4 • Lesson 11 Word List


(adj) Happening every year.
Our annual school fair is in March.

(n) 1. A plant that lives for one year.
The petunia is my favorite annual.

2. A book that comes out once a year.
I save all my NFL football annuals.


(adj) Made by human beings and not by nature.
My aunt Rosa says she can taste the difference between artificial sweeteners and real sugar.


(v) 1. To come or mix together into one.
Make sure you blend the butter and sugar before you add the flour.

2. To go together.
The painter chose colors that blend well.

(n) A mixture.
My favorite ice cream is a blend of vanilla and strawberry.


(v) 1. To make a round hole in by drilling.
If you bore a hole in the wood first, you won’t split it when you put in the screw.

2. To tire by being dull and uninteresting.
The yawns of my listeners told me I was beginning to bore them.

(n) A dull and uninteresting person.
He tells that same joke so often that he is becoming a terrible bore.

boring (adj) Dull and uninteresting.
She sometimes stretches the facts a little, but her stories are never boring.

boredom (n) A state of being bored.
When heads begin to nod and eyes to close, you can tell boredom has set in.


(adj) Great; large.
Although my grandmother’s house is a considerable distance from town, she walks to the post office there every day.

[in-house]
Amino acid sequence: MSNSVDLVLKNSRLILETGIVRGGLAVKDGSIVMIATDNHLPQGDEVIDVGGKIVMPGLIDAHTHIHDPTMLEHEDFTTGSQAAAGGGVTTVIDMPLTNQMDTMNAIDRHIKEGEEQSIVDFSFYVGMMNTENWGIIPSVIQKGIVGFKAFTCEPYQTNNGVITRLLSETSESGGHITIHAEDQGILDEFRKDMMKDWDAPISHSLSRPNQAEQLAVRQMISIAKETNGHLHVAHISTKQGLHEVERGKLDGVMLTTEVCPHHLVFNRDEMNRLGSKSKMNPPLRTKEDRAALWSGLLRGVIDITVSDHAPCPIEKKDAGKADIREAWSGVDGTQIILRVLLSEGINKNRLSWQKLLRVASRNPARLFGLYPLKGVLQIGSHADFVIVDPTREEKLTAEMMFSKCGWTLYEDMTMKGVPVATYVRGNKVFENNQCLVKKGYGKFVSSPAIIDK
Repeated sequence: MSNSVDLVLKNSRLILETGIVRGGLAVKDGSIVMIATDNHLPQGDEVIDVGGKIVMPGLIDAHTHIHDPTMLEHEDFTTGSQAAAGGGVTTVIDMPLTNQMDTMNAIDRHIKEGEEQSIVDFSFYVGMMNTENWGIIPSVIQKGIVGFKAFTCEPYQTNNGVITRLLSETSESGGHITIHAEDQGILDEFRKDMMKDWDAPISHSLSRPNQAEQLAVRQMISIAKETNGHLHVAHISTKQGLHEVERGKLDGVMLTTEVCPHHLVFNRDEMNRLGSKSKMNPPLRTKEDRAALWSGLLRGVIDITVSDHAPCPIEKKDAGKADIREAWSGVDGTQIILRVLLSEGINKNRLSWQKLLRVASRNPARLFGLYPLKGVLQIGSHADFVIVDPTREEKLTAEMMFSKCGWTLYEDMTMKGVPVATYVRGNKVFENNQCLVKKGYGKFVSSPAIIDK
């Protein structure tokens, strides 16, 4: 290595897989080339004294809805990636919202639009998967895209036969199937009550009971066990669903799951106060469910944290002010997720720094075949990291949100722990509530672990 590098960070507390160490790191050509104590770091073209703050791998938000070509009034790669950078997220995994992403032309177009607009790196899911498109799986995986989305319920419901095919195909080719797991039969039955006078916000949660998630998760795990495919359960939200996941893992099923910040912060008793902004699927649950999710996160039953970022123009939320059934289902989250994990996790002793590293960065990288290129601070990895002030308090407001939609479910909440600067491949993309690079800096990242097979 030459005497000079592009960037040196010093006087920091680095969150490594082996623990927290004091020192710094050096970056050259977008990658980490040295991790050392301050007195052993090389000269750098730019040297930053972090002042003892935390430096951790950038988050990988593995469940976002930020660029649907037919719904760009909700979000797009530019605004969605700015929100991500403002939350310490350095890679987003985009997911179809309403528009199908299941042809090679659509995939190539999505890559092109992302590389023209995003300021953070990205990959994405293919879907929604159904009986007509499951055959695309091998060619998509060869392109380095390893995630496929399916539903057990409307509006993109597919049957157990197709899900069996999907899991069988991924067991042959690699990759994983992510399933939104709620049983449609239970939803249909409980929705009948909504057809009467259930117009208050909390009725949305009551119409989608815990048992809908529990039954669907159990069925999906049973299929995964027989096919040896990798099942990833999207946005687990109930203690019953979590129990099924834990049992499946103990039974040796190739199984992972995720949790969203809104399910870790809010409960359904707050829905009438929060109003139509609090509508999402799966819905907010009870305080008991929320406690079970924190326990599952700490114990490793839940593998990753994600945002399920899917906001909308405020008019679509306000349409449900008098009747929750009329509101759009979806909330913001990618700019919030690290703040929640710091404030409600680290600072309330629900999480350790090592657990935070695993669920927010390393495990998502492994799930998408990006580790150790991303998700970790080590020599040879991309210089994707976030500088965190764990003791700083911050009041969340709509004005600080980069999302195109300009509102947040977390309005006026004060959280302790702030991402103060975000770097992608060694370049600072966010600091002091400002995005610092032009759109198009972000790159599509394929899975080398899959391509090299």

(adj) 1. Raw; in an unrefined state.
Factories turn crude oil into gasoline.

2. Roughly made.
Andrea drew me a crude map with a crayon on a scrap of paper.

3. Ill-mannered.
My brother got in trouble for making crude remarks in front of our grandparents.


(v) 1. To change from water into steam or vapor.
The water in the kettle boiled so long that it all evaporated.

2. To disappear.
By the third day on the mountain, our hopes of being rescued began to evaporate.


(n) The leaves of trees and other plants.
The house at the end of the road was completely hidden by foliage.


(n) A long, deep cut.
When Liza slipped on the rocks, she had to go to the hospital to have the gash in her leg stitched up.


(n) A color; especially a shade of color.
The apples in the painting stand out because of their vivid reddish-orange hue.


(v) To make or become larger; to add to.
I’m going to ask my mother to increase my allowance on my next birthday.

(n) The amount by which something gets larger.
A wet spring usually means an increase in the number of mosquitoes.


(v) To feed; to support or make grow.
We nourish our bodies best by eating fruits, vegetables, and grains.

nourishment (n) Anything that feeds or helps to make grow.
When I had the flu, the only nourishment I could take was clear chicken broth.


(v) To make or have a change in.
The length of a calendar month varies between twenty-eight and thirty-one days.

variation (n) A change in form, position, or condition.
There isn’t much variation between the summer and the winter temperatures where my grandfather lives.


(n) 1. Eyesight.
If you are lucky enough to have 20/20 vision, you’ll be able to see well.

2. Something seen in the mind, especially of the future.
The founders of the United Nations had a vision of a world without hunger or war.

visual (adj) Of or used in seeing.
As a visual aid, the pictures were projected onto a large screen.


(v) 1. To give up someone or something; to surrender.
My parents finally yielded to my requests to get a parakeet.

2. To produce.
Twenty gallons of milk will yield about one pound of butter.

(n) The amount produced.
The farmer told us that you can expect a yield of about fifty pounds of fruit from each apple tree.

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